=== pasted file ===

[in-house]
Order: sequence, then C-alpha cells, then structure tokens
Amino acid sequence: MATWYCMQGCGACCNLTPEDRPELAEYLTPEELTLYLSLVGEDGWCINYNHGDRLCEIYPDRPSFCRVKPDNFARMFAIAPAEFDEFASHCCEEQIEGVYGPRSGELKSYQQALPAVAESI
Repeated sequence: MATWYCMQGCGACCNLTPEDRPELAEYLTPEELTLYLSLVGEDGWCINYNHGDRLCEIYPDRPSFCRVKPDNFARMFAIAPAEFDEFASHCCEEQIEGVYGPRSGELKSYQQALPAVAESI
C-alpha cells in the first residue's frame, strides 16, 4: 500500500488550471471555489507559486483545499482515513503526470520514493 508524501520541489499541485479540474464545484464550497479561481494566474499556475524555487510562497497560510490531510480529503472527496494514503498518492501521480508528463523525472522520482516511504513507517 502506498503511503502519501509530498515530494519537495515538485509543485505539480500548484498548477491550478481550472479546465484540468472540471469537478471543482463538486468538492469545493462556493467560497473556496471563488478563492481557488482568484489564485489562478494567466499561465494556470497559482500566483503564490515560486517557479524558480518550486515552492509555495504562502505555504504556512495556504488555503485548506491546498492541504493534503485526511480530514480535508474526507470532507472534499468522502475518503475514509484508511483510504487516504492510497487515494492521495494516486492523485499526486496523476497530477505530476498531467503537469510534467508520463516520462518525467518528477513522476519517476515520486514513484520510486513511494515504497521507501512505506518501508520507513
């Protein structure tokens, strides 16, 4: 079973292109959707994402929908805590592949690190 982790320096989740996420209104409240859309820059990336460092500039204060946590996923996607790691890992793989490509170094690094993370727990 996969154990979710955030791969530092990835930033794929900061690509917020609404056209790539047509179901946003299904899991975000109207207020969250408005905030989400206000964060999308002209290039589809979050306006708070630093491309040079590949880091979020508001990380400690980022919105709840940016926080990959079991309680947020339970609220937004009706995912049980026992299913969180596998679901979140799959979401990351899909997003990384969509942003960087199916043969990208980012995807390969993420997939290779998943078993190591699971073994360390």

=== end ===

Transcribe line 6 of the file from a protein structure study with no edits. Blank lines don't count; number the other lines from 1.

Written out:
């Protein structure tokens, strides 16, 4: 079973292109959707994402929908805590592949690190 982790320096989740996420209104409240859309820059990336460092500039204060946590996923996607790691890992793989490509170094690094993370727990 996969154990979710955030791969530092990835930033794929900061690509917020609404056209790539047509179901946003299904899991975000109207207020969250408005905030989400206000964060999308002209290039589809979050306006708070630093491309040079590949880091979020508001990380400690980022919105709840940016926080990959079991309680947020339970609220937004009706995912049980026992299913969180596998679901979140799959979401990351899909997003990384969509942003960087199916043969990208980012995807390969993420997939290779998943078993190591699971073994360390």